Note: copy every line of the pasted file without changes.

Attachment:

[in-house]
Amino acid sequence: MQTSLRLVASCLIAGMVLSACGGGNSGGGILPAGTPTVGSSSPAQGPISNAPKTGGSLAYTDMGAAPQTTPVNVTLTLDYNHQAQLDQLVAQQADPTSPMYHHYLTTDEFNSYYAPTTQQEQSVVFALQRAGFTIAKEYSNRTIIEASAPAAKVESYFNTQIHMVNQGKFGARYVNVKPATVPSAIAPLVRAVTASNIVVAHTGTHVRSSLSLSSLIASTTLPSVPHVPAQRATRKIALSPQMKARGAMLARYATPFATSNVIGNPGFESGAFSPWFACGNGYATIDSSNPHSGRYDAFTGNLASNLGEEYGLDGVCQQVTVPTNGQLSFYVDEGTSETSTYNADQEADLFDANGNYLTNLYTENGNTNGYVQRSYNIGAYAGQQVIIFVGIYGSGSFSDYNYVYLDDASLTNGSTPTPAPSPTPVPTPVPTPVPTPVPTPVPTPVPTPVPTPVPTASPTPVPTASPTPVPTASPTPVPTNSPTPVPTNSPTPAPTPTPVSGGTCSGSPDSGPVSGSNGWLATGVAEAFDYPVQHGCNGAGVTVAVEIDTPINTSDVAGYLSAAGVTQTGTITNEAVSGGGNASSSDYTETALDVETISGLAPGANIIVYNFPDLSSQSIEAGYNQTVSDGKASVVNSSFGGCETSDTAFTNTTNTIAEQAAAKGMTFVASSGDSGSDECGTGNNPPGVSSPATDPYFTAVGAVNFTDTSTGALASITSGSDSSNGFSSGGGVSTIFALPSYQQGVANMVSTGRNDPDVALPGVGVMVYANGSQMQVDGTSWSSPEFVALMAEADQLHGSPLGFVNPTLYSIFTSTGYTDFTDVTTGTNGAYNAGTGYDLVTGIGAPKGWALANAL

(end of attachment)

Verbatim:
[in-house]
Amino acid sequence: MQTSLRLVASCLIAGMVLSACGGGNSGGGILPAGTPTVGSSSPAQGPISNAPKTGGSLAYTDMGAAPQTTPVNVTLTLDYNHQAQLDQLVAQQADPTSPMYHHYLTTDEFNSYYAPTTQQEQSVVFALQRAGFTIAKEYSNRTIIEASAPAAKVESYFNTQIHMVNQGKFGARYVNVKPATVPSAIAPLVRAVTASNIVVAHTGTHVRSSLSLSSLIASTTLPSVPHVPAQRATRKIALSPQMKARGAMLARYATPFATSNVIGNPGFESGAFSPWFACGNGYATIDSSNPHSGRYDAFTGNLASNLGEEYGLDGVCQQVTVPTNGQLSFYVDEGTSETSTYNADQEADLFDANGNYLTNLYTENGNTNGYVQRSYNIGAYAGQQVIIFVGIYGSGSFSDYNYVYLDDASLTNGSTPTPAPSPTPVPTPVPTPVPTPVPTPVPTPVPTPVPTPVPTASPTPVPTASPTPVPTASPTPVPTNSPTPVPTNSPTPAPTPTPVSGGTCSGSPDSGPVSGSNGWLATGVAEAFDYPVQHGCNGAGVTVAVEIDTPINTSDVAGYLSAAGVTQTGTITNEAVSGGGNASSSDYTETALDVETISGLAPGANIIVYNFPDLSSQSIEAGYNQTVSDGKASVVNSSFGGCETSDTAFTNTTNTIAEQAAAKGMTFVASSGDSGSDECGTGNNPPGVSSPATDPYFTAVGAVNFTDTSTGALASITSGSDSSNGFSSGGGVSTIFALPSYQQGVANMVSTGRNDPDVALPGVGVMVYANGSQMQVDGTSWSSPEFVALMAEADQLHGSPLGFVNPTLYSIFTSTGYTDFTDVTTGTNGAYNAGTGYDLVTGIGAPKGWALANAL